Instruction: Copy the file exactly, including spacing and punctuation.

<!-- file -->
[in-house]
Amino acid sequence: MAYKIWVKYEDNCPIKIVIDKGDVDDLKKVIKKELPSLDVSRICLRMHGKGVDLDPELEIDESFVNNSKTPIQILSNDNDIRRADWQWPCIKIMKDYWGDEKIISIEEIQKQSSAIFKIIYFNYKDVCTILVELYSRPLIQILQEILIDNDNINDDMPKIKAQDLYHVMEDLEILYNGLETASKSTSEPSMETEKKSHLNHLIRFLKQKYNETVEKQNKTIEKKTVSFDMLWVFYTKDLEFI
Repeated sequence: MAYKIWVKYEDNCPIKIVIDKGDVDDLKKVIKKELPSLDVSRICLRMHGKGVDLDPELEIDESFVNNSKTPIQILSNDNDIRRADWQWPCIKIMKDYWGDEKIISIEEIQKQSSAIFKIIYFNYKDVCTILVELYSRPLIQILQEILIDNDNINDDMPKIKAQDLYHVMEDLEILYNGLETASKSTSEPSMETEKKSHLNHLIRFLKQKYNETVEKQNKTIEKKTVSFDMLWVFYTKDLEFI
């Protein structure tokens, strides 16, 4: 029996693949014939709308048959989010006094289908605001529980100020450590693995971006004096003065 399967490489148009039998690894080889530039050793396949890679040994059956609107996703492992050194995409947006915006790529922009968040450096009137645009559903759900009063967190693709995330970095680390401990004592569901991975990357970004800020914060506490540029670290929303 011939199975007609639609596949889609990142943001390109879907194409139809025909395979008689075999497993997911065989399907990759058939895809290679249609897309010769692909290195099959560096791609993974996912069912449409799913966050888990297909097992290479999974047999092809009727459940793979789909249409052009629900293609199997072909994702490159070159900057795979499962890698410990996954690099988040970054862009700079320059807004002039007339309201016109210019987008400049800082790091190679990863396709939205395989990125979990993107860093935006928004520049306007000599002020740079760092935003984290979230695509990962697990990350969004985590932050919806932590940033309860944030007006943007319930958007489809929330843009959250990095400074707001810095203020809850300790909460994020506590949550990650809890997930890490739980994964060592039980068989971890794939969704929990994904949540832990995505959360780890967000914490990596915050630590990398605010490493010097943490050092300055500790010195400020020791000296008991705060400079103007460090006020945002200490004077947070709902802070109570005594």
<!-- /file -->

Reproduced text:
[in-house]
Amino acid sequence: MAYKIWVKYEDNCPIKIVIDKGDVDDLKKVIKKELPSLDVSRICLRMHGKGVDLDPELEIDESFVNNSKTPIQILSNDNDIRRADWQWPCIKIMKDYWGDEKIISIEEIQKQSSAIFKIIYFNYKDVCTILVELYSRPLIQILQEILIDNDNINDDMPKIKAQDLYHVMEDLEILYNGLETASKSTSEPSMETEKKSHLNHLIRFLKQKYNETVEKQNKTIEKKTVSFDMLWVFYTKDLEFI
Repeated sequence: MAYKIWVKYEDNCPIKIVIDKGDVDDLKKVIKKELPSLDVSRICLRMHGKGVDLDPELEIDESFVNNSKTPIQILSNDNDIRRADWQWPCIKIMKDYWGDEKIISIEEIQKQSSAIFKIIYFNYKDVCTILVELYSRPLIQILQEILIDNDNINDDMPKIKAQDLYHVMEDLEILYNGLETASKSTSEPSMETEKKSHLNHLIRFLKQKYNETVEKQNKTIEKKTVSFDMLWVFYTKDLEFI
């Protein structure tokens, strides 16, 4: 029996693949014939709308048959989010006094289908605001529980100020450590693995971006004096003065 399967490489148009039998690894080889530039050793396949890679040994059956609107996703492992050194995409947006915006790529922009968040450096009137645009559903759900009063967190693709995330970095680390401990004592569901991975990357970004800020914060506490540029670290929303 011939199975007609639609596949889609990142943001390109879907194409139809025909395979008689075999497993997911065989399907990759058939895809290679249609897309010769692909290195099959560096791609993974996912069912449409799913966050888990297909097992290479999974047999092809009727459940793979789909249409052009629900293609199997072909994702490159070159900057795979499962890698410990996954690099988040970054862009700079320059807004002039007339309201016109210019987008400049800082790091190679990863396709939205395989990125979990993107860093935006928004520049306007000599002020740079760092935003984290979230695509990962697990990350969004985590932050919806932590940033309860944030007006943007319930958007489809929330843009959250990095400074707001810095203020809850300790909460994020506590949550990650809890997930890490739980994964060592039980068989971890794939969704929990994904949540832990995505959360780890967000914490990596915050630590990398605010490493010097943490050092300055500790010195400020020791000296008991705060400079103007460090006020945002200490004077947070709902802070109570005594």